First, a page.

Some UWGB faculty members, such as Associate Professor Dr. Bryan Carr, are also grappling with their unease about the university’s decision, as well as uncertainty about how to proceed going forward. “Personally, I’m not fully comfortable yet… My hope is that we won’t see a spike [in cases], and my worries are for nothing, but I am still concerned because I do have folks who are immunocompromised in my life, and I know that a lot of my colleagues are too.”
Carr explained that he has chosen to remain maskless while lecturing in his classrooms but is wearing one in the halls and during interactions in his office. “I’m trying to adhere to it [the expired mandate] while also acknowledging the realities of the situation… We’re just going to have to see how it goes.”
Point of View #2: “I’m elated”
On the other hand, a great deal of UWGB students and staff are excited the mask mandate on campus is no longer in effect and feel no more at risk with it being lifted.
Sophomore Kaity Meyer said, “I’m not any more worried about contracting COVID on campus than I was before. I’ve had it twice, and I work in healthcare. I know that this decision wasn’t made lightly by school officials.”
Freshman Jenna Kohl says she was “definitely surprised” by the university’s decision not to extend the mandate but added, “I was ecstatic – so excited. I hated wearing masks. It’s much easier to understand my professors and interact with my peers. It feels like this is a return to normalcy, which so many of us have been looking forward to.”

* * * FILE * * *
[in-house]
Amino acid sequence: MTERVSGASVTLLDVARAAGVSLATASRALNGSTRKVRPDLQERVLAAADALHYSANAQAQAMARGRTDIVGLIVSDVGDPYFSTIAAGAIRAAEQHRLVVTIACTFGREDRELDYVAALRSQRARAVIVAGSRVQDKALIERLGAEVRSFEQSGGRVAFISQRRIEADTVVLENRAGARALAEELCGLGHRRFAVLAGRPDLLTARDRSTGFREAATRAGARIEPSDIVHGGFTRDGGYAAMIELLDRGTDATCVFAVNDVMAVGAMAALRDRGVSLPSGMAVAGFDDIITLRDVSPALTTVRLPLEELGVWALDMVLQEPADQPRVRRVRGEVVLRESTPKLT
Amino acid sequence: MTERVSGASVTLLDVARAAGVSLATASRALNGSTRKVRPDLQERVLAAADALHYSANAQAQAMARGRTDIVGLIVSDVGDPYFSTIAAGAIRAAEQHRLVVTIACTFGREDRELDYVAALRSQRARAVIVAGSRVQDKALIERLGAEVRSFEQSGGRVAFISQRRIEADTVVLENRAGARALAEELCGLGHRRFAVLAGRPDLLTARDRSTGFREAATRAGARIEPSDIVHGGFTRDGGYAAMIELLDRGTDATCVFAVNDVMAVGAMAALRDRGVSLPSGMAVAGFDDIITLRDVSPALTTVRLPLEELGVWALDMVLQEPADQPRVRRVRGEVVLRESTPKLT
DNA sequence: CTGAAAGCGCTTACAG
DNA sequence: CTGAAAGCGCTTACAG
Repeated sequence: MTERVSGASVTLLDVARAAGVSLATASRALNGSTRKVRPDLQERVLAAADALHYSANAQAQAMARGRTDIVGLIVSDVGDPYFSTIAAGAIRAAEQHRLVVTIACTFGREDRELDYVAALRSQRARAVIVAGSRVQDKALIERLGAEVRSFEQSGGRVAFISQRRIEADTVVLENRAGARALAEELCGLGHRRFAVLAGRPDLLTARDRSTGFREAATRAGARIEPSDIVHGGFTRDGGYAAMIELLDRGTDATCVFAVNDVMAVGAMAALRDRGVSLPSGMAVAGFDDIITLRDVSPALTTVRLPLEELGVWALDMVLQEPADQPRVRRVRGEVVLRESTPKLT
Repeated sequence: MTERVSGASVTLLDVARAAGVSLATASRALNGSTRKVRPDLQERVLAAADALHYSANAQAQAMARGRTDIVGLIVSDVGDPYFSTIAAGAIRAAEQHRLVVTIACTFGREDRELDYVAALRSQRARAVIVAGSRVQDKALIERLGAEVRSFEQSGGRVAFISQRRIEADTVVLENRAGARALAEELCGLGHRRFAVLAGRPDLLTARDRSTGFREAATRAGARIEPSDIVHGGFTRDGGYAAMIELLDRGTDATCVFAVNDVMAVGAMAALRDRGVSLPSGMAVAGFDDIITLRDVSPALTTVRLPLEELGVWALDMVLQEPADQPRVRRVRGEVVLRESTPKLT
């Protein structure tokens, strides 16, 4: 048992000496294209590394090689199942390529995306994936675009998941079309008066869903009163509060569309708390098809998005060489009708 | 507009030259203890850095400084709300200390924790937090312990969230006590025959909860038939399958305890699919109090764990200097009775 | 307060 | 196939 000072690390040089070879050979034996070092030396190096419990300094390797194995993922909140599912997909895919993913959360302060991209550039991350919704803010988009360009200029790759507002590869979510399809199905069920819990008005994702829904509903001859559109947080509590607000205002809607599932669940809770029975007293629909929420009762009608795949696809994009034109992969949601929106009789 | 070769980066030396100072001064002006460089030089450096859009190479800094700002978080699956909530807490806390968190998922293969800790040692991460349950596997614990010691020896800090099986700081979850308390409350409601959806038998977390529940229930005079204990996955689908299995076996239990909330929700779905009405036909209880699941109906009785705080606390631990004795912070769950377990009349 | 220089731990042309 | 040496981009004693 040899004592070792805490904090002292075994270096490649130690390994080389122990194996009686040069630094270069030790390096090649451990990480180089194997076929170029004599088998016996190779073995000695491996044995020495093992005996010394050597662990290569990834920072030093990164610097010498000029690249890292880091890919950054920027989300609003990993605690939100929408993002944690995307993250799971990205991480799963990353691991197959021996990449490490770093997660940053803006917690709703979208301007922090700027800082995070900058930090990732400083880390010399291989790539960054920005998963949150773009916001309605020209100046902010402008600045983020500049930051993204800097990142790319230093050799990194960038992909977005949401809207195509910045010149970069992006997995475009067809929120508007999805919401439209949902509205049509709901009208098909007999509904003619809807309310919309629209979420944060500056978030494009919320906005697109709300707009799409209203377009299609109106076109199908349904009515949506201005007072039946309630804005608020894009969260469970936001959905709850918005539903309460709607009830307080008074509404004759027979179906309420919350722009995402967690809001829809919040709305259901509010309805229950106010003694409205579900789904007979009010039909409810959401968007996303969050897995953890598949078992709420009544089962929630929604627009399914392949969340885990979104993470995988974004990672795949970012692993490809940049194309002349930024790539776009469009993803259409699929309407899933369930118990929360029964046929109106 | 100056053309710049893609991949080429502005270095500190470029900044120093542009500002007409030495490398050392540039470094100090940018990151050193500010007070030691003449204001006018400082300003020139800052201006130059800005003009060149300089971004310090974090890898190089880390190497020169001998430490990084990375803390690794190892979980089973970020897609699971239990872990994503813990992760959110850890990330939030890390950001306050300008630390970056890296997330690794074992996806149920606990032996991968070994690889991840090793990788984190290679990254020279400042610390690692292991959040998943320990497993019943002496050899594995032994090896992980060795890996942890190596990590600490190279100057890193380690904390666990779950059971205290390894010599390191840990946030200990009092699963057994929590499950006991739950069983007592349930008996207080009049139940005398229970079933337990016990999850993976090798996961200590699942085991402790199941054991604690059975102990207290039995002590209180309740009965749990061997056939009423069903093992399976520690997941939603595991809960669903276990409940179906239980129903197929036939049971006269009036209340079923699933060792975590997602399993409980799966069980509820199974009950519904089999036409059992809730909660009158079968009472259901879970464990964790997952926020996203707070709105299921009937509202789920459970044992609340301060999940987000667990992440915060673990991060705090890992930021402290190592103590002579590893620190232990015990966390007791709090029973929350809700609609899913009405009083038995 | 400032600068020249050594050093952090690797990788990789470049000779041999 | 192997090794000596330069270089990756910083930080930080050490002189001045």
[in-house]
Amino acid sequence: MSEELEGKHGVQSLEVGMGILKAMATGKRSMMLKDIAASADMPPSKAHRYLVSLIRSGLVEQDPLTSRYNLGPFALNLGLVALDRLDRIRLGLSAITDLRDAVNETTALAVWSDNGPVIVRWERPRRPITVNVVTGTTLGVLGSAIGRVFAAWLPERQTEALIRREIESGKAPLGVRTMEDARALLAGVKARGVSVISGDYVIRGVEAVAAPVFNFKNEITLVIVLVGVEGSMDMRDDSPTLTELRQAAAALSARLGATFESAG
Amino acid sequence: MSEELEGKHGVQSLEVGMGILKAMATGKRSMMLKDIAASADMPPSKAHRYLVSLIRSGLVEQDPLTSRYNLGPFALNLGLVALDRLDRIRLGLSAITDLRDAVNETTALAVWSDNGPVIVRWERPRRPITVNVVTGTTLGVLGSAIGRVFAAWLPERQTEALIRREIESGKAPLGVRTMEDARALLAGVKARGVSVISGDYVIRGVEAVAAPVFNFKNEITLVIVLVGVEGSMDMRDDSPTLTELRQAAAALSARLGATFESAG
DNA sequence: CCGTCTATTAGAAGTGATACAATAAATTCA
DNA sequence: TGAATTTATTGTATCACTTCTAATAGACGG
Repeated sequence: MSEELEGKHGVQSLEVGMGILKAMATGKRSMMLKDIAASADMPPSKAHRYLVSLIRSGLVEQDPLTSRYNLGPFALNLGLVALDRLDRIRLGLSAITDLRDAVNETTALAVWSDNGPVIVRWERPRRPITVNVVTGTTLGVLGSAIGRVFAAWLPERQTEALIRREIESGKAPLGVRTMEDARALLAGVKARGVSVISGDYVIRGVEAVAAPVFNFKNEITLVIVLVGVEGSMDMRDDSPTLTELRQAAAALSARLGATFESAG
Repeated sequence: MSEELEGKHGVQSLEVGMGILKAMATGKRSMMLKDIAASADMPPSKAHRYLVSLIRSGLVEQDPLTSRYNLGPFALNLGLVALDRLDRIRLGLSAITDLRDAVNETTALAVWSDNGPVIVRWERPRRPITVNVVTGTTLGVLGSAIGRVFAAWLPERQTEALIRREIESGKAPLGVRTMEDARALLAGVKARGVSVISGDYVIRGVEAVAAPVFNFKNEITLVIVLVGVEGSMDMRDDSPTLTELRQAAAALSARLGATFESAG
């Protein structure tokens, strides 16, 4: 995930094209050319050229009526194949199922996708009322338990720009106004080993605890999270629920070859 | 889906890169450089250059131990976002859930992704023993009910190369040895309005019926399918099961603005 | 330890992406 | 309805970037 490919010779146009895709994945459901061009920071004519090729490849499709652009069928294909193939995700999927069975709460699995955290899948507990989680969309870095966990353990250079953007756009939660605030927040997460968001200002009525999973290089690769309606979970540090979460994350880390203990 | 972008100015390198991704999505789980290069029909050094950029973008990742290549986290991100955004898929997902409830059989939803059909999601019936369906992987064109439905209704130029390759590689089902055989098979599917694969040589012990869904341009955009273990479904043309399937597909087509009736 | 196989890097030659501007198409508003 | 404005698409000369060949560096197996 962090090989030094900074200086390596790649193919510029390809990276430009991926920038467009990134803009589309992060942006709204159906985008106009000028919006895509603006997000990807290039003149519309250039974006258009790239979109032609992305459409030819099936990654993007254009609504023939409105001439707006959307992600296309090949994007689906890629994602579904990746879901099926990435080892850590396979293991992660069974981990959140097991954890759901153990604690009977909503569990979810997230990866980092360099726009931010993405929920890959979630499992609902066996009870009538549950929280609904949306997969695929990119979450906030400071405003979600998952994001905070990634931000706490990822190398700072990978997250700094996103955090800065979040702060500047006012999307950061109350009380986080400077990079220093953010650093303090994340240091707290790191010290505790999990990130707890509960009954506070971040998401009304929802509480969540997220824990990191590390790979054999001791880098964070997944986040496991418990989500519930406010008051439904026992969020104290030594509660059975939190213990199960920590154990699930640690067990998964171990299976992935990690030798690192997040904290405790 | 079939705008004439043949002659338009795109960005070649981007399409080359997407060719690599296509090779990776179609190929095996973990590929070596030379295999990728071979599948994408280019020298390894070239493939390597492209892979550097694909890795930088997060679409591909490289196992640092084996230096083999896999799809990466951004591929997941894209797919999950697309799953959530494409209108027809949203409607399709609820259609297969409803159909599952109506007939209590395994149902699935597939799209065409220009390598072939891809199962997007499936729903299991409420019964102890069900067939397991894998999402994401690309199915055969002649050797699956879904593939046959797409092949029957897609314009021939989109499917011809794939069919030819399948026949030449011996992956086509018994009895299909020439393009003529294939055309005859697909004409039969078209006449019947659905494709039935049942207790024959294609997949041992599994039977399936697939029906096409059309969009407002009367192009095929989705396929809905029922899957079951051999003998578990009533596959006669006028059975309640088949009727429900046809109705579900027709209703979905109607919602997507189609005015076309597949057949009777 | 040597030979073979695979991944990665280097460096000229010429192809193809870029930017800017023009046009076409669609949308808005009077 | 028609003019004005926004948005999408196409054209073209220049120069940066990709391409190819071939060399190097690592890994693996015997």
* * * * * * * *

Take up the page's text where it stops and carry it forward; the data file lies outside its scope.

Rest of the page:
Greg Bintz, a junior, is also enjoying life on campus without masks being required: “It’s nice to see people’s faces and smiles and be able to have genuine interactions again.” He acknowledges that this can be a polarizing topic, and members of the UWGB community may feel differently than he does. “In the end, whether people agree or disagree that the mandate should’ve been lifted, everyone should respect people’s choice to wear a face covering. Everyone is free to choose what’s best for them.”
Senior Lecturer Shauna Froelich stated, “I felt elated that I could finally take off my mask, breathe easier, and have students see my face. Even more, I was thrilled to see their faces.” Froelich – who hosted a mask-burning party at her house on the night the mandate expired and invited every student in her classes to come – agrees with Bintz’s sentiments. The best part about no longer having to wear masks? “Seeing smiles!”
UW-Green Bay officials realize that the issue of requiring face coverings on campus will likely continue to be a sensitive and controversial issue for the foreseeable future. But as Paquet said, “While there are still people who do not agree with the decision [to end the mask mandate] … we hope they understand the reason why this decision was made, and how the university will continue to review guidance and is ready to change direction should risks increase.”
Paquet added that UWGB administrators are committed to monitoring infection rates on campus, as well as locally, regionally, and nationally, to ensure informed decision-making. However, because the health and safety of the university community is a top priority, reinstating another mask mandate could be necessary should COVID-19 cases once again spike in an alarming manner.